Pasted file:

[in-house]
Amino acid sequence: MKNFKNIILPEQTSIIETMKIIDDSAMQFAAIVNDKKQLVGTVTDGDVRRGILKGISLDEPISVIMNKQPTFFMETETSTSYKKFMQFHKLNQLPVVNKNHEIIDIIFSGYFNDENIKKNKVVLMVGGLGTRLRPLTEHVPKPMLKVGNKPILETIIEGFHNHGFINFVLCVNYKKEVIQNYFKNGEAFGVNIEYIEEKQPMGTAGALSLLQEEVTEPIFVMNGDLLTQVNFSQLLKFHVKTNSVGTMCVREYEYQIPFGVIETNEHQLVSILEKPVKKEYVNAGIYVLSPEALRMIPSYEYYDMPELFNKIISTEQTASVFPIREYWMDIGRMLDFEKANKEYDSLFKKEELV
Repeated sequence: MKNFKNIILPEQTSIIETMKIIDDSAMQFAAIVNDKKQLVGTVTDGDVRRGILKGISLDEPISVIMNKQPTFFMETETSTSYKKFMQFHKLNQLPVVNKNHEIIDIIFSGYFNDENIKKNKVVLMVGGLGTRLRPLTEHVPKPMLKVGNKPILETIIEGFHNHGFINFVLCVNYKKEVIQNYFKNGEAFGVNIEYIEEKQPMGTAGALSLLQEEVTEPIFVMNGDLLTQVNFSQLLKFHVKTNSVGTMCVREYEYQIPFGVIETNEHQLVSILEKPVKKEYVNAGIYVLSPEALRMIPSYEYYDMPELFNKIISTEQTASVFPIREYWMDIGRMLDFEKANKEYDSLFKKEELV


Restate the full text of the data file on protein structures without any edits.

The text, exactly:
[in-house]
Amino acid sequence: MKNFKNIILPEQTSIIETMKIIDDSAMQFAAIVNDKKQLVGTVTDGDVRRGILKGISLDEPISVIMNKQPTFFMETETSTSYKKFMQFHKLNQLPVVNKNHEIIDIIFSGYFNDENIKKNKVVLMVGGLGTRLRPLTEHVPKPMLKVGNKPILETIIEGFHNHGFINFVLCVNYKKEVIQNYFKNGEAFGVNIEYIEEKQPMGTAGALSLLQEEVTEPIFVMNGDLLTQVNFSQLLKFHVKTNSVGTMCVREYEYQIPFGVIETNEHQLVSILEKPVKKEYVNAGIYVLSPEALRMIPSYEYYDMPELFNKIISTEQTASVFPIREYWMDIGRMLDFEKANKEYDSLFKKEELV
Repeated sequence: MKNFKNIILPEQTSIIETMKIIDDSAMQFAAIVNDKKQLVGTVTDGDVRRGILKGISLDEPISVIMNKQPTFFMETETSTSYKKFMQFHKLNQLPVVNKNHEIIDIIFSGYFNDENIKKNKVVLMVGGLGTRLRPLTEHVPKPMLKVGNKPILETIIEGFHNHGFINFVLCVNYKKEVIQNYFKNGEAFGVNIEYIEEKQPMGTAGALSLLQEEVTEPIFVMNGDLLTQVNFSQLLKFHVKTNSVGTMCVREYEYQIPFGVIETNEHQLVSILEKPVKKEYVNAGIYVLSPEALRMIPSYEYYDMPELFNKIISTEQTASVFPIREYWMDIGRMLDFEKANKEYDSLFKKEELV